Faye Wong - Di-Dar
When a girl (I don't remember her name) asked me last week which Faye Wong album I preferred, I spontaneously answered, well, you know, Fable, otherwise known as "Yuyan" in Chinese, with the first five songs that followed each other. For the rest of the week, I had copied my whole Chinese music collection to the laptop ("bauhinia", it was christened), and listened to a lot from it, including F.I.R., a Mandopop rock band from Taiwan that is sort of reminiscent of Japanese two guys / one girl trio in the style of Do As Infinity (more than, say, The Brilliant Green, who're somewhat more cute and cool than the D.A.I.).
So, I was saying. Come to think of it, the answer would've been true a year or two ago, but today, I think I prefer the Di-Dar album, one of Faye Wong's Cantonese albums which came out in 1995, the same year as the Teresa Teng cover album (Decadent Sound of Faye) and the year after Chungking Express and reprising The Cranberries' Dreams, to put things in perspective. I liked Sky (Tian Kong / Teen Hong) a lot, as well as Chesspiece (Qi Zi / Kei Tsi) of 1994.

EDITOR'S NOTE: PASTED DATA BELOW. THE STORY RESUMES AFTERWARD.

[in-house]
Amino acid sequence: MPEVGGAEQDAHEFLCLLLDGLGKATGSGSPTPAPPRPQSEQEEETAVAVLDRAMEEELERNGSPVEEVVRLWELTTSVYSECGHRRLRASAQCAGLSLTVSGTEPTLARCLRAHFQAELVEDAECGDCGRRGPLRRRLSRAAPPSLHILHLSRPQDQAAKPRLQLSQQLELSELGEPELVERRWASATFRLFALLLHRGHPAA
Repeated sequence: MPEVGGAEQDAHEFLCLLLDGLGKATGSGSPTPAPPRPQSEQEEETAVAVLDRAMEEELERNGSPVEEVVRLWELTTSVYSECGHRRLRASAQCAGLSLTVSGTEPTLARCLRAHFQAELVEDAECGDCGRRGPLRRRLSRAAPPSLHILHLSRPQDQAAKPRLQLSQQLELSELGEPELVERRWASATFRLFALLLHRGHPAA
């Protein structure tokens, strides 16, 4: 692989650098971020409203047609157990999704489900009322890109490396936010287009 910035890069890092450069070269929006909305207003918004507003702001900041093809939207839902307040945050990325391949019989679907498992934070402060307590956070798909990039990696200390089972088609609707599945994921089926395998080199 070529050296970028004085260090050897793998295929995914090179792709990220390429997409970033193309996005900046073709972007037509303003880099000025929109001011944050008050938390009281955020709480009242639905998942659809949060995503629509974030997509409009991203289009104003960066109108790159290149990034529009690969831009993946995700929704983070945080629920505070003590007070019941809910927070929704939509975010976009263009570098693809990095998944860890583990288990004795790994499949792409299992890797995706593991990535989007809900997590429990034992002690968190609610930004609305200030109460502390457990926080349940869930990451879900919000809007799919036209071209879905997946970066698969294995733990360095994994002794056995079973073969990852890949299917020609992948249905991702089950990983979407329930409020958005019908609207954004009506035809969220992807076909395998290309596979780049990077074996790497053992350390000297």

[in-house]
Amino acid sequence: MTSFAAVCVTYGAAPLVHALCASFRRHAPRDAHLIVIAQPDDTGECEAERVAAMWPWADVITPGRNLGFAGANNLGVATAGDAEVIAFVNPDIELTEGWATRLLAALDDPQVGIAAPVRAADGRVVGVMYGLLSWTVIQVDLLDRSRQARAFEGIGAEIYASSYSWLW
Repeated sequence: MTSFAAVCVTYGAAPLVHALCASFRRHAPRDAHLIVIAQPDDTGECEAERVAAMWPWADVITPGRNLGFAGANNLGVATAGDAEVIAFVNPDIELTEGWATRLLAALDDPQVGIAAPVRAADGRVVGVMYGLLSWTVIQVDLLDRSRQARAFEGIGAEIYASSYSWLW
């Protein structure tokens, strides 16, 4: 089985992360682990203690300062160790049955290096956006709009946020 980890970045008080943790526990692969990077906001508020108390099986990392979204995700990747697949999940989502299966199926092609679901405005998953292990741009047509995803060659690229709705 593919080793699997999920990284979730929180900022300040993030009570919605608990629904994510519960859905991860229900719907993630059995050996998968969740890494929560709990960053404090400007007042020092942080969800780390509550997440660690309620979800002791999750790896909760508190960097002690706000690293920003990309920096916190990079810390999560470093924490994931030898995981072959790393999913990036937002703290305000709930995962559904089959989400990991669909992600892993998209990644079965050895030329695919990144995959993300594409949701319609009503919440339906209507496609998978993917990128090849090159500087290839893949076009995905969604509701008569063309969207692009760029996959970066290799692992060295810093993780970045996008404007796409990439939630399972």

Di-Dar, with the exception of the Di-Dar song itself (too much Casio), is appeasing, like a glass of Horlicks on a rainy night. It's not monotonous at all: if you listen to it from one end to the other, it goes from open loving arms, to some more restrained darker emotions (moments of doubts, I guess), before going back to languishing over there on the couch. No theme and Comet (this one in mandarin; a special track I suppose), the last two songs are definitely nightfall.
These are respectively tracks 5, 7 and 8, all the very mellow and hopeful songs:
Faye Wong - Perhaps
Faye Wong - Enjoy
Faye Wong - Half